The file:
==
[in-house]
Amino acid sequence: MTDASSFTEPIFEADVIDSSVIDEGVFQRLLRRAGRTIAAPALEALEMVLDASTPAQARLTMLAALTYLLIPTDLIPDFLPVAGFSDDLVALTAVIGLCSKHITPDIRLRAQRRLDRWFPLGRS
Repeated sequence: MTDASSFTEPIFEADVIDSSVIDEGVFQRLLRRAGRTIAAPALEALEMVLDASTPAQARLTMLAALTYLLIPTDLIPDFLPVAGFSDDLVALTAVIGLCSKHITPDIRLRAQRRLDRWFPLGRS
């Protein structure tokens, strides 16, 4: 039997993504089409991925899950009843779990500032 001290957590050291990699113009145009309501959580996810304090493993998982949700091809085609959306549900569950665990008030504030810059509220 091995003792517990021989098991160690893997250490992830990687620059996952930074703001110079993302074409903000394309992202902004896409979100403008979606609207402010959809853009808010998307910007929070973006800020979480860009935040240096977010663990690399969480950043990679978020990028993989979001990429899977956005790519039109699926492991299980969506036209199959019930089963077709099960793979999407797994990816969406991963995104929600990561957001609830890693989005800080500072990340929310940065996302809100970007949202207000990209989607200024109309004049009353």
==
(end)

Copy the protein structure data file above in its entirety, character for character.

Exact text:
[in-house]
Amino acid sequence: MTDASSFTEPIFEADVIDSSVIDEGVFQRLLRRAGRTIAAPALEALEMVLDASTPAQARLTMLAALTYLLIPTDLIPDFLPVAGFSDDLVALTAVIGLCSKHITPDIRLRAQRRLDRWFPLGRS
Repeated sequence: MTDASSFTEPIFEADVIDSSVIDEGVFQRLLRRAGRTIAAPALEALEMVLDASTPAQARLTMLAALTYLLIPTDLIPDFLPVAGFSDDLVALTAVIGLCSKHITPDIRLRAQRRLDRWFPLGRS
């Protein structure tokens, strides 16, 4: 039997993504089409991925899950009843779990500032 001290957590050291990699113009145009309501959580996810304090493993998982949700091809085609959306549900569950665990008030504030810059509220 091995003792517990021989098991160690893997250490992830990687620059996952930074703001110079993302074409903000394309992202902004896409979100403008979606609207402010959809853009808010998307910007929070973006800020979480860009935040240096977010663990690399969480950043990679978020990028993989979001990429899977956005790519039109699926492991299980969506036209199959019930089963077709099960793979999407797994990816969406991963995104929600990561957001609830890693989005800080500072990340929310940065996302809100970007949202207000990209989607200024109309004049009353």